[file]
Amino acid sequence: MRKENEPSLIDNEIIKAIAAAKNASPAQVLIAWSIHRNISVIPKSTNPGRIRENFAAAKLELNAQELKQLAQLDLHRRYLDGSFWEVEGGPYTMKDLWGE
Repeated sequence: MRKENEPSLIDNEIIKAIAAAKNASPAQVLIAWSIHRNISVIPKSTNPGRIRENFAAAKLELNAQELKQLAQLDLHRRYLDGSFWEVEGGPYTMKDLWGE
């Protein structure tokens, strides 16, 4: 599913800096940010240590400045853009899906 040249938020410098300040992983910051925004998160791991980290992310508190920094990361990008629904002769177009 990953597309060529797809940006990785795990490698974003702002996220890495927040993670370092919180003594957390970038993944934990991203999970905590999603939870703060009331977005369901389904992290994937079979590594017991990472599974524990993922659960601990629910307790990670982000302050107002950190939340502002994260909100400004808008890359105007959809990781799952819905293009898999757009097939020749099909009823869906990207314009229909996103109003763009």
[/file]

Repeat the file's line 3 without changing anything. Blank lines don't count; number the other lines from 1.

């Protein structure tokens, strides 16, 4: 599913800096940010240590400045853009899906 040249938020410098300040992983910051925004998160791991980290992310508190920094990361990008629904002769177009 990953597309060529797809940006990785795990490698974003702002996220890495927040993670370092919180003594957390970038993944934990991203999970905590999603939870703060009331977005369901389904992290994937079979590594017991990472599974524990993922659960601990629910307790990670982000302050107002950190939340502002994260909100400004808008890359105007959809990781799952819905293009898999757009097939020749099909009823869906990207314009229909996103109003763009």